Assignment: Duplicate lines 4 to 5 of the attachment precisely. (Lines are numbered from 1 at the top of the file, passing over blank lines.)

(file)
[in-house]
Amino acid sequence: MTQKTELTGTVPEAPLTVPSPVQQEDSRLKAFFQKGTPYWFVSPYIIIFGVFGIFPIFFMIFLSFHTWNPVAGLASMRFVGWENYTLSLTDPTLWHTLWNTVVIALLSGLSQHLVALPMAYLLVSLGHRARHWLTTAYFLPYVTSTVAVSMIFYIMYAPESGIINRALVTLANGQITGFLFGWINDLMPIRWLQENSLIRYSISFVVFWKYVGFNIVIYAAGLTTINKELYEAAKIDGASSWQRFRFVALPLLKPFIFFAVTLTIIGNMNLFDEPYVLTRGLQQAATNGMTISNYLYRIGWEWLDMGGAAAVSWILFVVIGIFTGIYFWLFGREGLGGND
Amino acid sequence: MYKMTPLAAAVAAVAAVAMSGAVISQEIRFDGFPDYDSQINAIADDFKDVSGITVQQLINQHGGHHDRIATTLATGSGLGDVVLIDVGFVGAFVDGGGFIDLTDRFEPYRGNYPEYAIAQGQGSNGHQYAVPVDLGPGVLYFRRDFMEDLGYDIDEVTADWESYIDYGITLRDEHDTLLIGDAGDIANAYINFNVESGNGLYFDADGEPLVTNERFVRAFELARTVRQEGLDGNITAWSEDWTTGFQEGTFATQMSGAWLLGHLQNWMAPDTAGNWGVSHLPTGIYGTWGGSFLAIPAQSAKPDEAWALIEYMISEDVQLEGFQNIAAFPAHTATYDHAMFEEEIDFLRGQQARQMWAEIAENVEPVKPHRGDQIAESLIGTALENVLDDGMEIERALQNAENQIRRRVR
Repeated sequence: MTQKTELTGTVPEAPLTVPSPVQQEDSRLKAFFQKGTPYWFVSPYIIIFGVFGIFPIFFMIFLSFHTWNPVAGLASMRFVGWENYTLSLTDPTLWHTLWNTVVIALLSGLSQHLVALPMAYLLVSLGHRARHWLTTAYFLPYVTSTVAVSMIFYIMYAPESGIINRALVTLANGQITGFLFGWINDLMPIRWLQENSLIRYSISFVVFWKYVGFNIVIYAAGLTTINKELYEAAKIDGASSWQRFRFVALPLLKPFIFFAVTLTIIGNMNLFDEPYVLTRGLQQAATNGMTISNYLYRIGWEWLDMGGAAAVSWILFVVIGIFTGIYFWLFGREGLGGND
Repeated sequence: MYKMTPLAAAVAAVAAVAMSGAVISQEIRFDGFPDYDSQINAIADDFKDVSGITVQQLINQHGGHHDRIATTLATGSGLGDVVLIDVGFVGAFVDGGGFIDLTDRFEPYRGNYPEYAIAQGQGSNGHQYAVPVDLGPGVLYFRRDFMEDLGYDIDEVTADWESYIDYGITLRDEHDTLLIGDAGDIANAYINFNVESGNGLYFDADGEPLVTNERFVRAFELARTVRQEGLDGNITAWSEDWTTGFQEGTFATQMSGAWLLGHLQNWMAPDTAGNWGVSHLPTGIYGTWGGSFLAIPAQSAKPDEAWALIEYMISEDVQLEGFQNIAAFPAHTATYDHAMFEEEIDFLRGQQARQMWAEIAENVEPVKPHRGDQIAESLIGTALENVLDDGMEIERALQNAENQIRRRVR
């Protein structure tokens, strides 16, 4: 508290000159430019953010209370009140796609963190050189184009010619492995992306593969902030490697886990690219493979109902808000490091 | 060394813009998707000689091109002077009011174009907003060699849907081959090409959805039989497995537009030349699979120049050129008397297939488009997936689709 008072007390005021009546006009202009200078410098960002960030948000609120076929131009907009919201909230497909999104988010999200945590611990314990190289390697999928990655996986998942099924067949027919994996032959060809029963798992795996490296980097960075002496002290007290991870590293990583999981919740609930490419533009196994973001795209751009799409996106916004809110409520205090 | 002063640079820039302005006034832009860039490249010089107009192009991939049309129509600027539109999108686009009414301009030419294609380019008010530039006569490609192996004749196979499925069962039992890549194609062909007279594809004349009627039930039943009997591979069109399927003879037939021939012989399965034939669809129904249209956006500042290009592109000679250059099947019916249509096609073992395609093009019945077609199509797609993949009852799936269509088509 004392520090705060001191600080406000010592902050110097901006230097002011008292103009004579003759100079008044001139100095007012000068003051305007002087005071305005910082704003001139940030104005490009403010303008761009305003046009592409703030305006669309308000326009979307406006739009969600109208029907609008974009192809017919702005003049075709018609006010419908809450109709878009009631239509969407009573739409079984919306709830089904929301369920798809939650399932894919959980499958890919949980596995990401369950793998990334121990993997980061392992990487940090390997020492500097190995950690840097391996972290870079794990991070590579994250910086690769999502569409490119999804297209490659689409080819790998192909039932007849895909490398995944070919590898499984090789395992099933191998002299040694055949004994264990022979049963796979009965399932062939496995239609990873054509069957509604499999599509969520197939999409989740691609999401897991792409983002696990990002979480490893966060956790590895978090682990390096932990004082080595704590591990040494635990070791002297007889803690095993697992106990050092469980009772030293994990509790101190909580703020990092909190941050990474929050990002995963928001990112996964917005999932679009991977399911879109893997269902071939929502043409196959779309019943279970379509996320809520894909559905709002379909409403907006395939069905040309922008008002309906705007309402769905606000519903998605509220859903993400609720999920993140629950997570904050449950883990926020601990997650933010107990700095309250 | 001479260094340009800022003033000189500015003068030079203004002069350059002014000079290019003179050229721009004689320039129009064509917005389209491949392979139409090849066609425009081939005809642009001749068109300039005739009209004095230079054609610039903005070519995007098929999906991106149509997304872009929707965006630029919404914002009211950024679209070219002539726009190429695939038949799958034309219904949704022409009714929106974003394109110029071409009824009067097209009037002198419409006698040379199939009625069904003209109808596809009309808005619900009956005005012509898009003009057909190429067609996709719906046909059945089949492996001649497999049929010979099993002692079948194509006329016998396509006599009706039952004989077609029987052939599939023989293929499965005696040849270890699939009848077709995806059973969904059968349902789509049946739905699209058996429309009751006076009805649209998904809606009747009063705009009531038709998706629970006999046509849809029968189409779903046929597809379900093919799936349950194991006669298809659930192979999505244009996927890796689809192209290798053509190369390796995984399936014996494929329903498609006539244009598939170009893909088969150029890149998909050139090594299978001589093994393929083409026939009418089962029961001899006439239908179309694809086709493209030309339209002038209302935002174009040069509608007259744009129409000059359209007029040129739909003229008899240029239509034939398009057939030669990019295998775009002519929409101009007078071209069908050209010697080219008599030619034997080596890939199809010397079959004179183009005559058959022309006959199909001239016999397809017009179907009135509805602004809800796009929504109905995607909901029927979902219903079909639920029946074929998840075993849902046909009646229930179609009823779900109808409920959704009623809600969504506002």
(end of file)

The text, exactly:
Repeated sequence: MTQKTELTGTVPEAPLTVPSPVQQEDSRLKAFFQKGTPYWFVSPYIIIFGVFGIFPIFFMIFLSFHTWNPVAGLASMRFVGWENYTLSLTDPTLWHTLWNTVVIALLSGLSQHLVALPMAYLLVSLGHRARHWLTTAYFLPYVTSTVAVSMIFYIMYAPESGIINRALVTLANGQITGFLFGWINDLMPIRWLQENSLIRYSISFVVFWKYVGFNIVIYAAGLTTINKELYEAAKIDGASSWQRFRFVALPLLKPFIFFAVTLTIIGNMNLFDEPYVLTRGLQQAATNGMTISNYLYRIGWEWLDMGGAAAVSWILFVVIGIFTGIYFWLFGREGLGGND
Repeated sequence: MYKMTPLAAAVAAVAAVAMSGAVISQEIRFDGFPDYDSQINAIADDFKDVSGITVQQLINQHGGHHDRIATTLATGSGLGDVVLIDVGFVGAFVDGGGFIDLTDRFEPYRGNYPEYAIAQGQGSNGHQYAVPVDLGPGVLYFRRDFMEDLGYDIDEVTADWESYIDYGITLRDEHDTLLIGDAGDIANAYINFNVESGNGLYFDADGEPLVTNERFVRAFELARTVRQEGLDGNITAWSEDWTTGFQEGTFATQMSGAWLLGHLQNWMAPDTAGNWGVSHLPTGIYGTWGGSFLAIPAQSAKPDEAWALIEYMISEDVQLEGFQNIAAFPAHTATYDHAMFEEEIDFLRGQQARQMWAEIAENVEPVKPHRGDQIAESLIGTALENVLDDGMEIERALQNAENQIRRRVR